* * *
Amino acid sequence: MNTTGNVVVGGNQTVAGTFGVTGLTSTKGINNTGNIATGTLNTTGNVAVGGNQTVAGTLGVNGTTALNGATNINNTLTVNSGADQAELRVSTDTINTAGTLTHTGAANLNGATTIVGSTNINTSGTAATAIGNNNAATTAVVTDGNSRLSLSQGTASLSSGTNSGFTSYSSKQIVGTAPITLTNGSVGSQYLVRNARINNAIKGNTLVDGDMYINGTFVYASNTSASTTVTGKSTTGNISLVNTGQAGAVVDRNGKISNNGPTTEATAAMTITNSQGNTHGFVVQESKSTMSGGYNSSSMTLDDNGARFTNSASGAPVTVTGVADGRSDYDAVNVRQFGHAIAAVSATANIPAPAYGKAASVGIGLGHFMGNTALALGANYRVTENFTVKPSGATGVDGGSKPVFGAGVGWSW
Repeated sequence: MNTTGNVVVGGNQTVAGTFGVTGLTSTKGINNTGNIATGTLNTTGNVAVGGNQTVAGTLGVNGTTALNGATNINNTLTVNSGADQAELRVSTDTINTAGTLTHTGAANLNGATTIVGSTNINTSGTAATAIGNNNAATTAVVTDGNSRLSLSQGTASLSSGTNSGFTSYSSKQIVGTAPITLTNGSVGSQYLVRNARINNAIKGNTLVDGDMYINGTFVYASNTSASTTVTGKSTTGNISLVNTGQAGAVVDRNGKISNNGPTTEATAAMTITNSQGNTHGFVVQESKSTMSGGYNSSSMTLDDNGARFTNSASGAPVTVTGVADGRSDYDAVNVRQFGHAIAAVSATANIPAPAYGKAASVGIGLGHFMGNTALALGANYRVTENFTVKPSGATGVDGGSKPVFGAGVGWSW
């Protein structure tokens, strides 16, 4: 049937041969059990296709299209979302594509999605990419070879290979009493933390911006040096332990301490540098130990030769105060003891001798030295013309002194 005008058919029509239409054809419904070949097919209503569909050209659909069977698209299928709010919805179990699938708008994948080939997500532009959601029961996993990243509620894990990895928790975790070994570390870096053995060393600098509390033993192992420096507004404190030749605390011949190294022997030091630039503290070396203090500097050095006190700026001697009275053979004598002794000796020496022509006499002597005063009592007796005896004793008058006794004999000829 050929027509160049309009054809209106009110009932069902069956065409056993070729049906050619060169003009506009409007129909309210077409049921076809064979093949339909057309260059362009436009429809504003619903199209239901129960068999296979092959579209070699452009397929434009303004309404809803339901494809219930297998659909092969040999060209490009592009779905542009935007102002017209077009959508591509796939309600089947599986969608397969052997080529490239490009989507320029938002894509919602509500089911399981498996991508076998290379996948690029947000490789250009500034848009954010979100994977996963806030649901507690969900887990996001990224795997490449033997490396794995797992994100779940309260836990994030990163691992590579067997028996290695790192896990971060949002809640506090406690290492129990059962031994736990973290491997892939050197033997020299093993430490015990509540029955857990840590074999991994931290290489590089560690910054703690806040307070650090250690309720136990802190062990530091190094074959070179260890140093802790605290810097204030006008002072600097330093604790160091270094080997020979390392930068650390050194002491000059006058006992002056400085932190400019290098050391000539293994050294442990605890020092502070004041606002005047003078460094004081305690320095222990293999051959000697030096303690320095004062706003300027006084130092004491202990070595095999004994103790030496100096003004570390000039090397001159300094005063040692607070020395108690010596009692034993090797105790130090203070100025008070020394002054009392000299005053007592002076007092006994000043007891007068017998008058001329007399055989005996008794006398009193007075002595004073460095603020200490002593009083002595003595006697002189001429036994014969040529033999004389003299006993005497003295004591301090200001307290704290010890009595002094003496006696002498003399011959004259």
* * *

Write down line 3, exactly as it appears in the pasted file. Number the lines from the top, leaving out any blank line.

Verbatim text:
């Protein structure tokens, strides 16, 4: 049937041969059990296709299209979302594509999605990419070879290979009493933390911006040096332990301490540098130990030769105060003891001798030295013309002194 005008058919029509239409054809419904070949097919209503569909050209659909069977698209299928709010919805179990699938708008994948080939997500532009959601029961996993990243509620894990990895928790975790070994570390870096053995060393600098509390033993192992420096507004404190030749605390011949190294022997030091630039503290070396203090500097050095006190700026001697009275053979004598002794000796020496022509006499002597005063009592007796005896004793008058006794004999000829 050929027509160049309009054809209106009110009932069902069956065409056993070729049906050619060169003009506009409007129909309210077409049921076809064979093949339909057309260059362009436009429809504003619903199209239901129960068999296979092959579209070699452009397929434009303004309404809803339901494809219930297998659909092969040999060209490009592009779905542009935007102002017209077009959508591509796939309600089947599986969608397969052997080529490239490009989507320029938002894509919602509500089911399981498996991508076998290379996948690029947000490789250009500034848009954010979100994977996963806030649901507690969900887990996001990224795997490449033997490396794995797992994100779940309260836990994030990163691992590579067997028996290695790192896990971060949002809640506090406690290492129990059962031994736990973290491997892939050197033997020299093993430490015990509540029955857990840590074999991994931290290489590089560690910054703690806040307070650090250690309720136990802190062990530091190094074959070179260890140093802790605290810097204030006008002072600097330093604790160091270094080997020979390392930068650390050194002491000059006058006992002056400085932190400019290098050391000539293994050294442990605890020092502070004041606002005047003078460094004081305690320095222990293999051959000697030096303690320095004062706003300027006084130092004491202990070595095999004994103790030496100096003004570390000039090397001159300094005063040692607070020395108690010596009692034993090797105790130090203070100025008070020394002054009392000299005053007592002076007092006994000043007891007068017998008058001329007399055989005996008794006398009193007075002595004073460095603020200490002593009083002595003595006697002189001429036994014969040529033999004389003299006993005497003295004591301090200001307290704290010890009595002094003496006696002498003399011959004259």